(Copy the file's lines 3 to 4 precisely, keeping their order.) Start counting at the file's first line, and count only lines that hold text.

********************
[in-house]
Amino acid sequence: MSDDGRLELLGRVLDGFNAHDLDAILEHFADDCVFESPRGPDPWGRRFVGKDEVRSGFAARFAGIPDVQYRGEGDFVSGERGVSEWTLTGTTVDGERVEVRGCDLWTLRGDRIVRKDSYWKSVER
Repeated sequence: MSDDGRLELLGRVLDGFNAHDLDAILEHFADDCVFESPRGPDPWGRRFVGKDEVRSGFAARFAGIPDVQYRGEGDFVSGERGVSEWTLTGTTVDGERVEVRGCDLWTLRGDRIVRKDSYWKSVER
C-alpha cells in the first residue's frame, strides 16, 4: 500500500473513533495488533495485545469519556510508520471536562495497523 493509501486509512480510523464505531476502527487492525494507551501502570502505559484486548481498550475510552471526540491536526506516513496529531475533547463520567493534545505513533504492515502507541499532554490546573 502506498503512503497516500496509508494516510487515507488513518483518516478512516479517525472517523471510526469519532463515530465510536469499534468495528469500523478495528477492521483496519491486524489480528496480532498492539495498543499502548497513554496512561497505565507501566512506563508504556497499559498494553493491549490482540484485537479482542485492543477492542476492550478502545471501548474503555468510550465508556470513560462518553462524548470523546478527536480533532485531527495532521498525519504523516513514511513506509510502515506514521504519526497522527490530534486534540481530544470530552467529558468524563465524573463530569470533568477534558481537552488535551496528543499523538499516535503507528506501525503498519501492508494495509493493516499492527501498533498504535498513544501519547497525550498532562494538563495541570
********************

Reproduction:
Repeated sequence: MSDDGRLELLGRVLDGFNAHDLDAILEHFADDCVFESPRGPDPWGRRFVGKDEVRSGFAARFAGIPDVQYRGEGDFVSGERGVSEWTLTGTTVDGERVEVRGCDLWTLRGDRIVRKDSYWKSVER
C-alpha cells in the first residue's frame, strides 16, 4: 500500500473513533495488533495485545469519556510508520471536562495497523 493509501486509512480510523464505531476502527487492525494507551501502570502505559484486548481498550475510552471526540491536526506516513496529531475533547463520567493534545505513533504492515502507541499532554490546573 502506498503512503497516500496509508494516510487515507488513518483518516478512516479517525472517523471510526469519532463515530465510536469499534468495528469500523478495528477492521483496519491486524489480528496480532498492539495498543499502548497513554496512561497505565507501566512506563508504556497499559498494553493491549490482540484485537479482542485492543477492542476492550478502545471501548474503555468510550465508556470513560462518553462524548470523546478527536480533532485531527495532521498525519504523516513514511513506509510502515506514521504519526497522527490530534486534540481530544470530552467529558468524563465524573463530569470533568477534558481537552488535551496528543499523538499516535503507528506501525503498519501492508494495509493493516499492527501498533498504535498513544501519547497525550498532562494538563495541570